The centennial of anything is generally cause for celebration, but when one is an independent gardening magazine with homegrown roots (pun intended) and a lot of heart, reaching Issue 100 is an even more exciting accomplishment. Issue 100 of GreenPrints does not disappoint. It is a celebration of not only the gardening and gardeners GreenPrints regularly embraces, but also the magazine itself and all those whose impassioned writing is surely on par with their artfully tended begonias and apricot trees. The centennial of anything is generally cause for celebration, but when one is an independent gardening magazine with homegrown roots (pun intended) and a lot of heart, reaching Issue 100 is an even more exciting accomplishment. Issue 100 of GreenPrints does not disappoint. It is a celebration of not only the gardening and gardeners GreenPrints regularly embraces, but also the magazine itself and all those whose impassioned writing is surely on par with their artfully tended begonias and apricot trees.
The issue is filled with essays, poems, artwork, and short stories, both true and fictional. Each item fits seamlessly with the others for they are all built on a shared foundation of love for the Earth and mankind’s relationship with tending it. The travails of gardening are evident, as are the superseding joys that come from working the soil and seeing the (sometimes literal) fruits of your labors.
In her letter to GreenPrints, Marianne Binetti expresses what is perhaps the core sentiment of the issue: “Somebody understood there was a lot more to gardening than the end product!” The issue does a wonderful job of delving into what “more” there is. In “Emptying the Trash in Vietnam,” Nancy Shwartz offers brief caution of the zealousness of bamboo, while in “Peace Lily,” Hermione Robinson shares the deeper meaning behind her delicate care of a perhaps otherwise undeserving peace lily.
Some of the pieces focus on what can be found in gardens, while other articles shift their gaze to the people involved in making them. One story that stuck with me long after I put GreenPrints down was Donna Gardner’s “The Fish Bowl.” It is a seemingly simple anecdote about the author’s work in a retail greenhouse and a fatefully jarring encounter with a customer. I will not spoil the ending, but I will say I understand the author when she wrote, “I’ve never forgotten the incident [. . .] I still dwell on it.”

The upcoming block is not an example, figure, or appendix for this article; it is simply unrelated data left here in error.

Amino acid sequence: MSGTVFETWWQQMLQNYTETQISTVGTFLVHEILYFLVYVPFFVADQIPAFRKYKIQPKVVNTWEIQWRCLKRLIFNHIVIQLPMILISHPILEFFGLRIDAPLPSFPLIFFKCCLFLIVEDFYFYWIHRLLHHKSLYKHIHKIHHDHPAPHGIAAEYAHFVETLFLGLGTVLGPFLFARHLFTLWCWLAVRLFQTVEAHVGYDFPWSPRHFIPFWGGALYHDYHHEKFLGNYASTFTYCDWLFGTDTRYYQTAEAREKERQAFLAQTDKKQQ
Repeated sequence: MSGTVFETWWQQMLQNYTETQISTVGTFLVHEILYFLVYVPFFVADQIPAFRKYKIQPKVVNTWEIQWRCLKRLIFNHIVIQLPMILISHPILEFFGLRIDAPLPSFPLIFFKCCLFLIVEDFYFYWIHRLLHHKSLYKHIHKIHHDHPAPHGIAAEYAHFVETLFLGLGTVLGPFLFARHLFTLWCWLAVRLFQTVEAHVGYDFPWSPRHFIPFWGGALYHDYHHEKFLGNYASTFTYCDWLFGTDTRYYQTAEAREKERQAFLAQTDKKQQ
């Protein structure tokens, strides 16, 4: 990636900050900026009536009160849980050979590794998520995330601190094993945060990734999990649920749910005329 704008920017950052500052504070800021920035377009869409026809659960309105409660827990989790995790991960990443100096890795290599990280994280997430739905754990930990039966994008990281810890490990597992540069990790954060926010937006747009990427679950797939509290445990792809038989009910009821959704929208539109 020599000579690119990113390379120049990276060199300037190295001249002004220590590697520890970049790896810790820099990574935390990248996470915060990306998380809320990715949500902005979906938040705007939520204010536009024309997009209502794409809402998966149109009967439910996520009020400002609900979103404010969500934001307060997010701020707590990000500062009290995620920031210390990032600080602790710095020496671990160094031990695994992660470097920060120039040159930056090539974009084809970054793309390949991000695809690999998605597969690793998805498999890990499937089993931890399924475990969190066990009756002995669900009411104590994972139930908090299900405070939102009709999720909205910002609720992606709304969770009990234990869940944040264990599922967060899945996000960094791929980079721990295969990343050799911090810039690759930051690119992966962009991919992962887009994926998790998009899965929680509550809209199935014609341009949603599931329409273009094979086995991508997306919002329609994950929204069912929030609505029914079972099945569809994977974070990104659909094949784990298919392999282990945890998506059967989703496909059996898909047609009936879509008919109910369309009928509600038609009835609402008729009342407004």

Gardening may be such a resonant topic because it not only has inherent value and interest as a hobby (or livelihood), but because it serves as a microcosm for everything else in life. As an ‘old’ woman told contributing author Marianne Willburn in the aptly titled “Full Circle”: “If you have an interest in England, someday you will have an interest in her gardens.” As the story shows, the ‘old’ woman was correct, for there is a gravitational pull to gardening that can draw even the most unsuspecting towards its earthy lure, which is both primal and charming in turns. Everything is interwoven, and gardening is one of the timeless threads that binds it all together. GreenPrints is bubbling over with individuals who understand this pull and revel in the joy (yes, even the pain) that comes from this timeless pastime.
While the true stories and advice-related articles are a delight to read, the fictional work in the issue is no less insightful. There is a hilarious and astute piece by Mark Twain “How I Edited An Agricultural Paper.” Twain’s clever riff shows that both gardening and human nature have long been beguiling and provoking in equal measure. On a different note, Garth Nix’s fable “Three Roses” is a haunting and beautiful tale about love, loss, and the role of the gardener in making a garden the place that it is. Not only is this a powerful short fairytale, but (for reasons I will not give away), Nix says it is “perhaps [. . .] the most important story I have ever written, for the greatest reward.” GreenPrints ostensibly understands and exalts in the way that gardening is not merely a practical pastime, but also a reflection of many bigger themes and events in life. Stories like “Three Roses,” and so many others in this issue, substantiate this view with articulate grace.
This centennial issue of GreenPrints is not all words, however, as scattered throughout the issue are delightful illustrations. Some accompany the stories, while there is also a four-page spread of previous covers (one for each season), offered in full color. Much like a garden, where one may wander down the winding paths and find something new and different at every step, GreenPrints’s one-hundredth issue is a charming mélange of creativity celebrating gardeners, gardening, and the many instructive joys a life close to the earth can offer.